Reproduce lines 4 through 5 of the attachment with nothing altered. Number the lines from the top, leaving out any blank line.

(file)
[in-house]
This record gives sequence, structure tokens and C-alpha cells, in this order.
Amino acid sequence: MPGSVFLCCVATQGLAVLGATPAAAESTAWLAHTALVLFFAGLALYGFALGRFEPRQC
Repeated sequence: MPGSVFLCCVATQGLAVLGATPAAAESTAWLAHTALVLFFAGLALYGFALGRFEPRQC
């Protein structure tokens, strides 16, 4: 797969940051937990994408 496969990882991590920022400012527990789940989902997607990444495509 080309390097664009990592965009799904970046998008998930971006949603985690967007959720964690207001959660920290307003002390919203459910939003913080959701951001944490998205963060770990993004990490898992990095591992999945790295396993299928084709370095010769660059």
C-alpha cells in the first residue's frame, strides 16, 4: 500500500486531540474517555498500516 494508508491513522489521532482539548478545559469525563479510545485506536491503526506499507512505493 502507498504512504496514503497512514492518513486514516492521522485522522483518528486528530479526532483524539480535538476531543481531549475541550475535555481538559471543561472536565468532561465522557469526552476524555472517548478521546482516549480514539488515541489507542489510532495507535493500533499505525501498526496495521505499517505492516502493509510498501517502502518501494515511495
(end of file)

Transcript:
Repeated sequence: MPGSVFLCCVATQGLAVLGATPAAAESTAWLAHTALVLFFAGLALYGFALGRFEPRQC
């Protein structure tokens, strides 16, 4: 797969940051937990994408 496969990882991590920022400012527990789940989902997607990444495509 080309390097664009990592965009799904970046998008998930971006949603985690967007959720964690207001959660920290307003002390919203459910939003913080959701951001944490998205963060770990993004990490898992990095591992999945790295396993299928084709370095010769660059």